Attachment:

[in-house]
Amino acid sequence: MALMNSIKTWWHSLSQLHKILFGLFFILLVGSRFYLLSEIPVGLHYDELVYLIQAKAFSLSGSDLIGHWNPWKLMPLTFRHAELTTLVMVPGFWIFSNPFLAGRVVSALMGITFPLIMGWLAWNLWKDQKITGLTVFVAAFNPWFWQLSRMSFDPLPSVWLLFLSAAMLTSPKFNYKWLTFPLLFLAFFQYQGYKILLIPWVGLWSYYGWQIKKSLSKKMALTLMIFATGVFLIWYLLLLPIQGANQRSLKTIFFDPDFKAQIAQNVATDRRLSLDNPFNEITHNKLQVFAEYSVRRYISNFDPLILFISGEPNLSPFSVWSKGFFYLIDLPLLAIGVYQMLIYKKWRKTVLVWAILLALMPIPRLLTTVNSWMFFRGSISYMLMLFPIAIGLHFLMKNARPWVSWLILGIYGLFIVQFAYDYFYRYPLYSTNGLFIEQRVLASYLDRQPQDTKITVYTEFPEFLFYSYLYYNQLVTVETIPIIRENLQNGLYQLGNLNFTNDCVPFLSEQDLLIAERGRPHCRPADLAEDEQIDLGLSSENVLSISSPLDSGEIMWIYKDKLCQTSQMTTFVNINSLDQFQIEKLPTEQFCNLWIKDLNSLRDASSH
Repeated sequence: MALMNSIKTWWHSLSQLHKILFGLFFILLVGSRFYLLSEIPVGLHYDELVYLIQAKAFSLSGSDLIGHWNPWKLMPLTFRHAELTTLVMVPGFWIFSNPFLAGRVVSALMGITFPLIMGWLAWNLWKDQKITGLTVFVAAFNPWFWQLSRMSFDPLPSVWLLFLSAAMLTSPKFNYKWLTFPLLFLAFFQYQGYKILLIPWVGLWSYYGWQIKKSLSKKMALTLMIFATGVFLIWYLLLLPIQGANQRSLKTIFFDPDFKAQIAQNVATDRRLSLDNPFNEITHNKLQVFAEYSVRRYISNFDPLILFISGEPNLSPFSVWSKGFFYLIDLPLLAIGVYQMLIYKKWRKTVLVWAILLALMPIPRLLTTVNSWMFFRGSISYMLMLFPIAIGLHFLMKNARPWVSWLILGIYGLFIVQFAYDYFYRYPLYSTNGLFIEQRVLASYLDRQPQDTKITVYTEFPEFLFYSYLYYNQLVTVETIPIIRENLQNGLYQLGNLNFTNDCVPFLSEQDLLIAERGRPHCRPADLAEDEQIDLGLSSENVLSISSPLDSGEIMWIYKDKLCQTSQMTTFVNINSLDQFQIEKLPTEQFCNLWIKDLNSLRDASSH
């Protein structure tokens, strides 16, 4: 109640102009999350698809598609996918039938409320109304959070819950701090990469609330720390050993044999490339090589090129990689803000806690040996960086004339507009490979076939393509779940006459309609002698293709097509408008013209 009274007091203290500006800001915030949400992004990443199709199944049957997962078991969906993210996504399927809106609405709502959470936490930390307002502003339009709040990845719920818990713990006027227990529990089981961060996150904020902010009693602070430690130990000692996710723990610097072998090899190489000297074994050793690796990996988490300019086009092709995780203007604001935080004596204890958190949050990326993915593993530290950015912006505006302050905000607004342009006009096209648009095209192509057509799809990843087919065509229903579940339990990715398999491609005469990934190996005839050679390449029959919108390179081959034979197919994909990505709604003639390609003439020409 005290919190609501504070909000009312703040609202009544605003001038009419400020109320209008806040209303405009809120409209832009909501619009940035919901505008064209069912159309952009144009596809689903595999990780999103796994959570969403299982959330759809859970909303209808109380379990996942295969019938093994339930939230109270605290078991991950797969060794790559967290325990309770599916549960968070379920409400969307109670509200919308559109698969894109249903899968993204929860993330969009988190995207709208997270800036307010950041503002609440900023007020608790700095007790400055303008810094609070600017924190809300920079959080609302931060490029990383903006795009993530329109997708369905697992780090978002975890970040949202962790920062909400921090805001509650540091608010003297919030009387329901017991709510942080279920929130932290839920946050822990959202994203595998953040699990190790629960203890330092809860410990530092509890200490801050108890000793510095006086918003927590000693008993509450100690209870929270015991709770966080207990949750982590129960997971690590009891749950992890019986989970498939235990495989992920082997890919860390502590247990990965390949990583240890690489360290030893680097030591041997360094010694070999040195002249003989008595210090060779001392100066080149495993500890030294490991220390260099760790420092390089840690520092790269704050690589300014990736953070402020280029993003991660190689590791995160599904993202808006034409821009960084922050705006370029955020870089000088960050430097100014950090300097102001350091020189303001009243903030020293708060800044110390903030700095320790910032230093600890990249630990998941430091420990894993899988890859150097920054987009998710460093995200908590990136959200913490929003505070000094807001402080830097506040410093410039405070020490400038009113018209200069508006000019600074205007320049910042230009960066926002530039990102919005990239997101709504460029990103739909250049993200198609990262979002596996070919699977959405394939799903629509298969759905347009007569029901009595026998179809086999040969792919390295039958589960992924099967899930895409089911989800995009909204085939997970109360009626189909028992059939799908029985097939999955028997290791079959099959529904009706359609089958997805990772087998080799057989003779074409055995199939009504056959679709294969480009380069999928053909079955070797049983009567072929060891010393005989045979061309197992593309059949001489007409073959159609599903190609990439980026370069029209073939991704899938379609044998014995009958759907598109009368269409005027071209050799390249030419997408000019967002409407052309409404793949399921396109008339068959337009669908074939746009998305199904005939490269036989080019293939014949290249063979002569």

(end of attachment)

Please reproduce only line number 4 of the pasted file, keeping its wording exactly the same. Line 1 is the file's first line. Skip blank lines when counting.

């Protein structure tokens, strides 16, 4: 109640102009999350698809598609996918039938409320109304959070819950701090990469609330720390050993044999490339090589090129990689803000806690040996960086004339507009490979076939393509779940006459309609002698293709097509408008013209 009274007091203290500006800001915030949400992004990443199709199944049957997962078991969906993210996504399927809106609405709502959470936490930390307002502003339009709040990845719920818990713990006027227990529990089981961060996150904020902010009693602070430690130990000692996710723990610097072998090899190489000297074994050793690796990996988490300019086009092709995780203007604001935080004596204890958190949050990326993915593993530290950015912006505006302050905000607004342009006009096209648009095209192509057509799809990843087919065509229903579940339990990715398999491609005469990934190996005839050679390449029959919108390179081959034979197919994909990505709604003639390609003439020409 005290919190609501504070909000009312703040609202009544605003001038009419400020109320209008806040209303405009809120409209832009909501619009940035919901505008064209069912159309952009144009596809689903595999990780999103796994959570969403299982959330759809859970909303209808109380379990996942295969019938093994339930939230109270605290078991991950797969060794790559967290325990309770599916549960968070379920409400969307109670509200919308559109698969894109249903899968993204929860993330969009988190995207709208997270800036307010950041503002609440900023007020608790700095007790400055303008810094609070600017924190809300920079959080609302931060490029990383903006795009993530329109997708369905697992780090978002975890970040949202962790920062909400921090805001509650540091608010003297919030009387329901017991709510942080279920929130932290839920946050822990959202994203595998953040699990190790629960203890330092809860410990530092509890200490801050108890000793510095006086918003927590000693008993509450100690209870929270015991709770966080207990949750982590129960997971690590009891749950992890019986989970498939235990495989992920082997890919860390502590247990990965390949990583240890690489360290030893680097030591041997360094010694070999040195002249003989008595210090060779001392100066080149495993500890030294490991220390260099760790420092390089840690520092790269704050690589300014990736953070402020280029993003991660190689590791995160599904993202808006034409821009960084922050705006370029955020870089000088960050430097100014950090300097102001350091020189303001009243903030020293708060800044110390903030700095320790910032230093600890990249630990998941430091420990894993899988890859150097920054987009998710460093995200908590990136959200913490929003505070000094807001402080830097506040410093410039405070020490400038009113018209200069508006000019600074205007320049910042230009960066926002530039990102919005990239997101709504460029990103739909250049993200198609990262979002596996070919699977959405394939799903629509298969759905347009007569029901009595026998179809086999040969792919390295039958589960992924099967899930895409089911989800995009909204085939997970109360009626189909028992059939799908029985097939999955028997290791079959099959529904009706359609089958997805990772087998080799057989003779074409055995199939009504056959679709294969480009380069999928053909079955070797049983009567072929060891010393005989045979061309197992593309059949001489007409073959159609599903190609990439980026370069029209073939991704899938379609044998014995009958759907598109009368269409005027071209050799390249030419997408000019967002409407052309409404793949399921396109008339068959337009669908074939746009998305199904005939490269036989080019293939014949290249063979002569």